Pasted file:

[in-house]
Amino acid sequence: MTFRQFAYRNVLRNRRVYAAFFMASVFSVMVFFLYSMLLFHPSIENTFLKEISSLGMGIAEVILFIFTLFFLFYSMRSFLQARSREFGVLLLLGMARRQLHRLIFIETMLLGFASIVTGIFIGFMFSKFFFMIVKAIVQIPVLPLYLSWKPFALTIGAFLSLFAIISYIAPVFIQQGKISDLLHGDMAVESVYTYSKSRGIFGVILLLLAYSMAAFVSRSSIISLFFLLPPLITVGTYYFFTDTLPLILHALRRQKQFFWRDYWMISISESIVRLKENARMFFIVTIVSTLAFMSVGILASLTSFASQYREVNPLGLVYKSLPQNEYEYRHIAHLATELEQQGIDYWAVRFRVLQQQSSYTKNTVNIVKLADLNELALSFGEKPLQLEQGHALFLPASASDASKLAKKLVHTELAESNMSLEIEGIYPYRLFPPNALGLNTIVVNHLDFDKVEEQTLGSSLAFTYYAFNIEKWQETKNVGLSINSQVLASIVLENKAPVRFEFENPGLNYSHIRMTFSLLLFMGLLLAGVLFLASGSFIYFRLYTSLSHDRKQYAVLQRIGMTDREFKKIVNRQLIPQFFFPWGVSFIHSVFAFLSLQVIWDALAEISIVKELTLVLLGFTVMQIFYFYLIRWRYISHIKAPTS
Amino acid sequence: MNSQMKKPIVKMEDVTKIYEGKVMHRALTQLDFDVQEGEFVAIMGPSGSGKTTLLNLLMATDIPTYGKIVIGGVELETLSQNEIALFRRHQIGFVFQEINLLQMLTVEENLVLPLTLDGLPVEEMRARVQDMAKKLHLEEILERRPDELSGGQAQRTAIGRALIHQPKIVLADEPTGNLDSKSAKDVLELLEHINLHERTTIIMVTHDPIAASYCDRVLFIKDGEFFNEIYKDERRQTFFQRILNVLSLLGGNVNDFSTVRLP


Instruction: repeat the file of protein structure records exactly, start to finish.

[in-house]
Amino acid sequence: MTFRQFAYRNVLRNRRVYAAFFMASVFSVMVFFLYSMLLFHPSIENTFLKEISSLGMGIAEVILFIFTLFFLFYSMRSFLQARSREFGVLLLLGMARRQLHRLIFIETMLLGFASIVTGIFIGFMFSKFFFMIVKAIVQIPVLPLYLSWKPFALTIGAFLSLFAIISYIAPVFIQQGKISDLLHGDMAVESVYTYSKSRGIFGVILLLLAYSMAAFVSRSSIISLFFLLPPLITVGTYYFFTDTLPLILHALRRQKQFFWRDYWMISISESIVRLKENARMFFIVTIVSTLAFMSVGILASLTSFASQYREVNPLGLVYKSLPQNEYEYRHIAHLATELEQQGIDYWAVRFRVLQQQSSYTKNTVNIVKLADLNELALSFGEKPLQLEQGHALFLPASASDASKLAKKLVHTELAESNMSLEIEGIYPYRLFPPNALGLNTIVVNHLDFDKVEEQTLGSSLAFTYYAFNIEKWQETKNVGLSINSQVLASIVLENKAPVRFEFENPGLNYSHIRMTFSLLLFMGLLLAGVLFLASGSFIYFRLYTSLSHDRKQYAVLQRIGMTDREFKKIVNRQLIPQFFFPWGVSFIHSVFAFLSLQVIWDALAEISIVKELTLVLLGFTVMQIFYFYLIRWRYISHIKAPTS
Amino acid sequence: MNSQMKKPIVKMEDVTKIYEGKVMHRALTQLDFDVQEGEFVAIMGPSGSGKTTLLNLLMATDIPTYGKIVIGGVELETLSQNEIALFRRHQIGFVFQEINLLQMLTVEENLVLPLTLDGLPVEEMRARVQDMAKKLHLEEILERRPDELSGGQAQRTAIGRALIHQPKIVLADEPTGNLDSKSAKDVLELLEHINLHERTTIIMVTHDPIAASYCDRVLFIKDGEFFNEIYKDERRQTFFQRILNVLSLLGGNVNDFSTVRLP